The question on many minds at the 2009 Venice B was how the director Daniel Birnbaum would perform. Birnbaum accepted the appointed in April 2008, and some undoubtedly felt sympathy for the new director, who took charge under tempestuous circumstance, with only 14 months to organize the mammoth event.
Robert Storr had been commissioned to direct both the 2007 and 2009 Venice Biennale, but after a clash with the organizers, he pulled out of this years show, leading to a scramble. For my part, I was saddened we didn't see Robert Storr's part deux. It would have been fascinating to compare a before-crash 2007 Biennale with an after-crash 2009 Biennale directed by the same person... How would Storr have reflected this change? We will never know.
Did Birnbaum succeed? In my opinion the answer is yes. At the Arsenale and the Italian Pavilion in the Giardini (now renamed the Palazzo delle Esposizioni), Birnbaum started with large-scale and bold installations - by Lygia Pape, Michelangelo Pistoletto, Wade Guyton/Kelley Walker, Tomas Saraceno, and Massimo Barteloni. These giant works set the tone for much of what was to follow - a focus on aesthetic play and use of space, a deflection of any obvious political readings, and a mixture of old as well as new. Lygia Pape, who died in 2004, was one of 13 dead artists in the 90-artist exhibition, an unusually high percentage for a contemporary art show. It was a bold start.
Installation by Lygia Pape, from artnet.
Birnbaum has drunk the koolaid of pluralism, and his show reflected a diverse range of interests. Still, there was less of the political gravitas and shock factor of Storr's show - no videos of human skulls being used as footballs, for example - and virtually no grand abstract painting - no Gerhard Richter's this time. The tone of much of the curated exhibition was light and humorous, though without sacrificing substance.
In the national pavilions, there has been much chatter about Liam Gillick, a British artist, installed as the sole occupant of the German pavilion. Some saw this as a call for the end of nationhood - the national pavilions have long been viewed as anarchonistic. But putting a white male British artist in the German pavilion felt tame to me - this move does very little to undermine national sovereignty.
ELMGREEN & DRAGSET "death of a collector" @La Biennale 2009, Photo by Strifu
Instead of Gillian's taxidermied cat in the German pavilion, I was more drawn to Maurizio Cattelan's taxidermied dog, part of The Collectors, a joint collaboration between the Danish and Nordic Pavilions, organized by the artists Michael Elmgreen & Ingar Dragset (photos here or here). The dog is listening to its master's voice - a groaning modernist sculpture, both comical and eerie. The Collectors was for me the strongest statement in the Biennale, even to the extent of upstaging Birnbaum's giant show. It represented a complex collaborative model between nations and individuals. It was less straightforward than the blunt bi-nationalism proposed in Germany's pavilion. The entrance signaled what was in store - a real estate "For Sale" sign was cockily planted in front of the Danish pavilion (apparently, you can book an appointment for a tour with an estate agent). Inside the pavilions, Elmgreen & Dragset had "staged" over twenty artists - meaning that some elements of the show were artworks and others were set dressing. Was the poster near the entrance an artwork? You decide.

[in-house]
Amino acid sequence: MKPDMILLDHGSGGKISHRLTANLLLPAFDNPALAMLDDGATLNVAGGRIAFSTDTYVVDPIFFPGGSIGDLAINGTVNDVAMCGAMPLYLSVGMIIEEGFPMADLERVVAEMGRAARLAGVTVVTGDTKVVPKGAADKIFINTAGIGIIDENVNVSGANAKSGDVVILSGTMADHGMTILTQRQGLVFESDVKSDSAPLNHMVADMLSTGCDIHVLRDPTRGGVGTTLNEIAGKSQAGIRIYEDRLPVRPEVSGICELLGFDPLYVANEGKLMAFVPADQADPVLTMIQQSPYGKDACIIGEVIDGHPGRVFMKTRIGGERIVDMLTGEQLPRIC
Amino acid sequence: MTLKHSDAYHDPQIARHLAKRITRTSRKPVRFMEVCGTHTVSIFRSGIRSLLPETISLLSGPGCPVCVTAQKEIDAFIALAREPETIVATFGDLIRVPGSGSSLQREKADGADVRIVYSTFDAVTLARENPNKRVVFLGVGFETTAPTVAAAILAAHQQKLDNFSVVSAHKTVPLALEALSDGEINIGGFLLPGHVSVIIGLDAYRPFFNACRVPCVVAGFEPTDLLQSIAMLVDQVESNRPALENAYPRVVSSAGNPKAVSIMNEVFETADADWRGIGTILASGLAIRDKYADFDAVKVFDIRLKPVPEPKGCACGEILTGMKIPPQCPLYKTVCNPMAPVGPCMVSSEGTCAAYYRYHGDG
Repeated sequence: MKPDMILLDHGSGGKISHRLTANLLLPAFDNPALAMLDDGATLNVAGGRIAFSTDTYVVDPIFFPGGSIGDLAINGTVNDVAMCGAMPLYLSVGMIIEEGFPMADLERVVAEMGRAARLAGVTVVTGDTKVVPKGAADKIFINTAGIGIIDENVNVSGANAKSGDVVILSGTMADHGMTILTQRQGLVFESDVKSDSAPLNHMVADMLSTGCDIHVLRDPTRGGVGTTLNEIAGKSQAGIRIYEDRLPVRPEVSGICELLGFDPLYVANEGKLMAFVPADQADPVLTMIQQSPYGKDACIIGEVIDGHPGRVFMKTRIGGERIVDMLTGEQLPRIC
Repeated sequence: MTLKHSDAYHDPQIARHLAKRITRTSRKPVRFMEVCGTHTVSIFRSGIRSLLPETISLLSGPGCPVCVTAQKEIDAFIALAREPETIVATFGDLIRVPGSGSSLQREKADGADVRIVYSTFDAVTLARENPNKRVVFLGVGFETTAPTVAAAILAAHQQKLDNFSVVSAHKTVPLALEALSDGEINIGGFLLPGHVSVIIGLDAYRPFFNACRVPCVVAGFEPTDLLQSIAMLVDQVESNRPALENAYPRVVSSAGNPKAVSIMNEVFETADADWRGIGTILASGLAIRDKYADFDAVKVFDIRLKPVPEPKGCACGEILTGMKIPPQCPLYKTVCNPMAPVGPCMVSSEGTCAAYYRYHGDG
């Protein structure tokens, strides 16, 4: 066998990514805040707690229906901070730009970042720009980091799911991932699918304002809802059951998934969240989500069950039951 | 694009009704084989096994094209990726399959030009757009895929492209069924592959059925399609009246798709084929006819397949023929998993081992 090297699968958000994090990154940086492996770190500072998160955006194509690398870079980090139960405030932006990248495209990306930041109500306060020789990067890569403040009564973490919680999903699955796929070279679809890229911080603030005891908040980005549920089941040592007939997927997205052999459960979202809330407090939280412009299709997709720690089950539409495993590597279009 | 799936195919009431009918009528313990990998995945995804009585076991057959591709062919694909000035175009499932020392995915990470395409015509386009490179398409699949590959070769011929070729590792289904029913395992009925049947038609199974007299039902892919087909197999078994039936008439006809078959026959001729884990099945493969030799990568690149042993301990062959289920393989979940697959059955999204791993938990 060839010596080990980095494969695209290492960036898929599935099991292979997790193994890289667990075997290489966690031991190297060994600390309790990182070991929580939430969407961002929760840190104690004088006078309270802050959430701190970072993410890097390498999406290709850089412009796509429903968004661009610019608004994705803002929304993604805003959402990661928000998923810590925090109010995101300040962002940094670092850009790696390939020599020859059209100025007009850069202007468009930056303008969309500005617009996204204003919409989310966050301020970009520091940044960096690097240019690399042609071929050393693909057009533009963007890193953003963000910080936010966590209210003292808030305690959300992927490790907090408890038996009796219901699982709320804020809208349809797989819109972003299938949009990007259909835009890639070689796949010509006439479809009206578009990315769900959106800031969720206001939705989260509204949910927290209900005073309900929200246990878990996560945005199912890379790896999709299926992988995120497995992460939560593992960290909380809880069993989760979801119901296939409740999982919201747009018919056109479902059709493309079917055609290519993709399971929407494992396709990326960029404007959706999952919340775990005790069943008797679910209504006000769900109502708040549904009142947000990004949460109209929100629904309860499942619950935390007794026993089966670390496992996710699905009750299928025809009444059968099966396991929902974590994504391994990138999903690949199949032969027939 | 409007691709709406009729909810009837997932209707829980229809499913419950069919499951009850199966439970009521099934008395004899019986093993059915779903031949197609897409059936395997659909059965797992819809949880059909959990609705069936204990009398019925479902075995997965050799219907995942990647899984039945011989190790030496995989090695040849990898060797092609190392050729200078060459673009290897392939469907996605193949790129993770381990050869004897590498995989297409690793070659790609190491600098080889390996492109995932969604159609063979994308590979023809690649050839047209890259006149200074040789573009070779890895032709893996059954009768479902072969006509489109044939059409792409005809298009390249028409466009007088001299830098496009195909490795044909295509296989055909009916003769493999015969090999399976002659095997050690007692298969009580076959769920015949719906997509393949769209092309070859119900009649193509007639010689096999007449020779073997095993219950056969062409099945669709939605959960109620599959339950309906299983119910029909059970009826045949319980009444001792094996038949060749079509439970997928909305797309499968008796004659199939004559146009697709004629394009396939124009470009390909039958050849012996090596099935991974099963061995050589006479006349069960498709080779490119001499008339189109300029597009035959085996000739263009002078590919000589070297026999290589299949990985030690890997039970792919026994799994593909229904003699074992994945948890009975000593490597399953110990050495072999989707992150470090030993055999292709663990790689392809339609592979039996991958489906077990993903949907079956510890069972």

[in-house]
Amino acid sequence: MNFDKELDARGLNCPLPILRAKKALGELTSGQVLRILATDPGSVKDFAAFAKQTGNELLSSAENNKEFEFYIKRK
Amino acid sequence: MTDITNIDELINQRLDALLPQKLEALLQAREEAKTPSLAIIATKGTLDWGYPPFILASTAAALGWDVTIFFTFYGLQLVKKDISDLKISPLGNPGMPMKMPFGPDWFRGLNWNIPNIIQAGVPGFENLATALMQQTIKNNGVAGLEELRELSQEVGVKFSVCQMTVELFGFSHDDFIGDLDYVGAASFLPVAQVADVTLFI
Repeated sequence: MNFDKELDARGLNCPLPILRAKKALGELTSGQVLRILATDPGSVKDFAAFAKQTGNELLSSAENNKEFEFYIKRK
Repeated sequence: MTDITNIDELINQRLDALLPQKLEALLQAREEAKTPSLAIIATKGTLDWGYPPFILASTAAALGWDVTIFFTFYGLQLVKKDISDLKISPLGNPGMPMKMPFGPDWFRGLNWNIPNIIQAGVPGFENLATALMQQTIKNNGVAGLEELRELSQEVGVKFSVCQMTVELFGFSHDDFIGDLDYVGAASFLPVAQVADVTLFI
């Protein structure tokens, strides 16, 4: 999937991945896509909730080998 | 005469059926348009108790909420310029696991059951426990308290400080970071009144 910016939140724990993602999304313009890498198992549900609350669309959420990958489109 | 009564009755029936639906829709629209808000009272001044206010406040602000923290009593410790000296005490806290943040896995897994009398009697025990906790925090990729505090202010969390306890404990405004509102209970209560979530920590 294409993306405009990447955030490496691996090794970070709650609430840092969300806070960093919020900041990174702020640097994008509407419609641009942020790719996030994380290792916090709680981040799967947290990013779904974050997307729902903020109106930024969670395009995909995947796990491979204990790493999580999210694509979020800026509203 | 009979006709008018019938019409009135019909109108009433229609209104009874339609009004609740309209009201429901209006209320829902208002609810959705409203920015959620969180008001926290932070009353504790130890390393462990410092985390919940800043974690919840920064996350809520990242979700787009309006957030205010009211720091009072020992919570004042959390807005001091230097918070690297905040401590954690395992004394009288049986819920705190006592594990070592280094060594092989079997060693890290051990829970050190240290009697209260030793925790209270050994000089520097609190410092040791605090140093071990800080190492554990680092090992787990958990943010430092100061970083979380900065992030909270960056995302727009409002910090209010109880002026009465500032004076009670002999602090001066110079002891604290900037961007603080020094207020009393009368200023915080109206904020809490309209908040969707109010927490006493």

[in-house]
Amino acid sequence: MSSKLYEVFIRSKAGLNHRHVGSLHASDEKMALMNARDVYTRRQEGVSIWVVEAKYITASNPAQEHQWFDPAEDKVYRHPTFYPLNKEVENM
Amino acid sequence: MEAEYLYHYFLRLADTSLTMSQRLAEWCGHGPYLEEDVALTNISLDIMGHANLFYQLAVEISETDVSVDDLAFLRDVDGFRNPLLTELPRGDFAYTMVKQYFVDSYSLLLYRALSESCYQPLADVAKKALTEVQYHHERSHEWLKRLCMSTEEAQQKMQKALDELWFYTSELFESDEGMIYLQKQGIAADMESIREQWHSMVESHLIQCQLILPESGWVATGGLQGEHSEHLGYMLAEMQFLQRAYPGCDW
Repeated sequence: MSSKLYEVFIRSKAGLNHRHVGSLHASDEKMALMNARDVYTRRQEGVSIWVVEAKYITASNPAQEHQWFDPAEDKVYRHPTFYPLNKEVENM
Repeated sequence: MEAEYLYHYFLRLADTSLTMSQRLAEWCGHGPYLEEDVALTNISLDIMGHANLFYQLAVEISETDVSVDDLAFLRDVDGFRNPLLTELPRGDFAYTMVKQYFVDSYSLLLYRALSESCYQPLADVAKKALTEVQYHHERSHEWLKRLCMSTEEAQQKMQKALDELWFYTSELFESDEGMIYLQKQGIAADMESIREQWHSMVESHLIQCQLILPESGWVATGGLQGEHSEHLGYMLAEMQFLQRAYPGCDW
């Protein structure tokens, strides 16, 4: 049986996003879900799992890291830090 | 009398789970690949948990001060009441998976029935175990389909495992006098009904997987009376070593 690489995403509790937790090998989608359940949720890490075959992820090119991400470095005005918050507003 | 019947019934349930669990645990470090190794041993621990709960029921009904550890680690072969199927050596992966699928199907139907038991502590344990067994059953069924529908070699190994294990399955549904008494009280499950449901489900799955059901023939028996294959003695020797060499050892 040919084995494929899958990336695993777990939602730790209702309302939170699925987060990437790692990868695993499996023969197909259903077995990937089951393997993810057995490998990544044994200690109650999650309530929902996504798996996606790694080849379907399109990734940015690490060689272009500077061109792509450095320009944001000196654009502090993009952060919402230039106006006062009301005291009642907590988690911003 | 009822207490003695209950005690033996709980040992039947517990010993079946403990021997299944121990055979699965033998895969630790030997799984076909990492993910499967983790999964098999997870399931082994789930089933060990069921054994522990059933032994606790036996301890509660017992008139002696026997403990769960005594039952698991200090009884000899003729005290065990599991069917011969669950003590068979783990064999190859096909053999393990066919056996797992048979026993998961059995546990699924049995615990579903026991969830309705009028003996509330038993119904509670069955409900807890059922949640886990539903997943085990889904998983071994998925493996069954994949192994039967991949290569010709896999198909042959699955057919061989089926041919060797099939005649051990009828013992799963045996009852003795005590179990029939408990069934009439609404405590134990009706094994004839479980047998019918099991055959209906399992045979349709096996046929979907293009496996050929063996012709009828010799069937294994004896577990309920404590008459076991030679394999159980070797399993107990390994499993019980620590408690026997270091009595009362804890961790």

The Collectors had a didactic narrative element. The two pavilions represented the homes of two fictional art collectors. In front of the Nordic pavilion, a swimming pool held a floating mannequin representing the owner, a writer who had committed suicide. Visitors were invited to lie on the bed, sit in the chairs and otherwise occupy the house, introducing a participatory element. The artworks themselves were solid, unashamedly homo-erotic, with modernist trappings.
What are we to make of this multi-layered bending of public and private, national, collaborative, staging and art? The Collectors operated on different levels, and I felt compelled to return to it on a second day. The revisit did not disappoint. I saw that on one hand the show could be read as the death of collectors - a symbol perhaps of the collapse of the art market. But it could also be seen as the death of curating.
David Bestué / Marc Vives
Finally, among my favorites in the international exhibition were the videos by David Bestué / Marc Vives. One video showed a horse transforming into a person into a super-hero, all done using costume parts that folded and collapsed. It was a rickety and hilarious. It is hard to find - set at the tail end, in one of the collapsing sheds at the very back of the Arsenale, the video was the opposite of the grand start, and the perfect endnote.